Almost.

I recently saw the band play this song on Letterman, and Ebert danced his way up into the crowd, beckoning them to join him.  When the uncomfortable and obviously repressed audience refused, it was a moment that would have been incredibly uncomfortable for most any other band (ever seen a hip-hop artist try to get Letterman’s audience to respond?) and cause them to visibly recoil and probably look a little foolish.  And I would have felt bad for them, shouting out “No, don’t try to get the Letterman audience to respond to you!  You will look foolish and become embarrassed”!  But in this moment, it was actually the audience I felt bad for.  This was a life moment that they missed.  A strange, dirty hippie with a messiah complex was singing an infectious song about creating healing through dancing, inviting you to join him (and singing that it was his last desire!  His last desire, you heartless bastards!) while clearly modeling that actual dancing ability was not a requirement.  And you left him hanging!  And more importantly, you left yourselves hanging.  Shame on you, Letterman’s audience.  Meanwhile, Sharpe and the Zeros just kept playing on, immersed in the love and message of their pretend leader.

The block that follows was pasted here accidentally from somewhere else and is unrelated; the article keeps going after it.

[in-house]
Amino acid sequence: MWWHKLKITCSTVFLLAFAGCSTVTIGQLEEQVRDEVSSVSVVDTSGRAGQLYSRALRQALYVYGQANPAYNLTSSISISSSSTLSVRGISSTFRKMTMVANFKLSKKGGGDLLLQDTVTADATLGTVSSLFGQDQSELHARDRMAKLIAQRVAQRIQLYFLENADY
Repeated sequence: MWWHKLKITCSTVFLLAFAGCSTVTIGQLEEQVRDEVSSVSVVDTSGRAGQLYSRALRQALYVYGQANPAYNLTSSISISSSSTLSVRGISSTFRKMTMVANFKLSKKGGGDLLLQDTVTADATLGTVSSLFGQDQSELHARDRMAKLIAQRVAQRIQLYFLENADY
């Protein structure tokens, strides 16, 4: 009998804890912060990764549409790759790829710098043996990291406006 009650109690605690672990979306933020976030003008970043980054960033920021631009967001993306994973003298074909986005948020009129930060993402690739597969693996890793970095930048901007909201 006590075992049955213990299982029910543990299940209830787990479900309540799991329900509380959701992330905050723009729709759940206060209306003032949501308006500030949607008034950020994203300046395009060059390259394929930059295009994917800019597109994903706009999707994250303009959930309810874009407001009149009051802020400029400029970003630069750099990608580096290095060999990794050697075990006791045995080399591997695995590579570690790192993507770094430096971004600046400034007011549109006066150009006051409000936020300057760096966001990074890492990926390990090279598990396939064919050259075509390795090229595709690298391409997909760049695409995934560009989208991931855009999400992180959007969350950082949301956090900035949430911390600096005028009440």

Okay.  I’ve said a lot.  But not much about Here, other than alluding to”Man on Fire” being great, which it is.  But the rest of this collection is also strong.  I know it’s not going to be everyone’s cup of tea, but I will happily drink AND take a hot drop (I’m using Irish tea talk there, and feeling pretty good about it).

Some of these songs have a front porch gospel vibe, especially “I Don’t Want To Pray” and the reggaeish “One Love To Another”.  On “Dear Believer”, Sharpe (or Ebert – I’m not even sure what to call him anymore) pulls off a strong Ray Davies/Kinks vibe.

Two of my favorite songs on the album feature lead vocals from Jade Castrinos, Ebert’s primary on-stage foil.  “That’s What’s Up” plays up the folk-porch feel, while casting out a fair share of pop hooks and hand claps.  “Fiya Wata” (which sounds a lot like “Fire Water” – Hmm, do you think?) sounds like it could be an early 70’s rock ballad.  And both of these songs are captivating, ranking just under “Man on Fire” for me.

So yeah, Edward Sharpe and the Magnetic Zeros are a little strange.  But aren’t we all?  They just feel comfortable letting it out for all to see and hear.  And they invite you to join them!  I’ve had a little fun teasing the band.  But in truth, I love their passion and the way they completely buy in to what they are doing.  Give in to it yourself and your soul will be lifted as you drive around in convertibles while wearing propeller hats.  Stifle yourself and you’ll be as repressed as Letterman’s audience and you may miss something magical.

Edward Sharpe and the Magnetic Zeros new album is called Here.  Go listen to it.  And dance.  Even if you don’t know how.  ESPECIALLY if you don’t know how.

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~ by themattmorrisshow on June 2, 2012.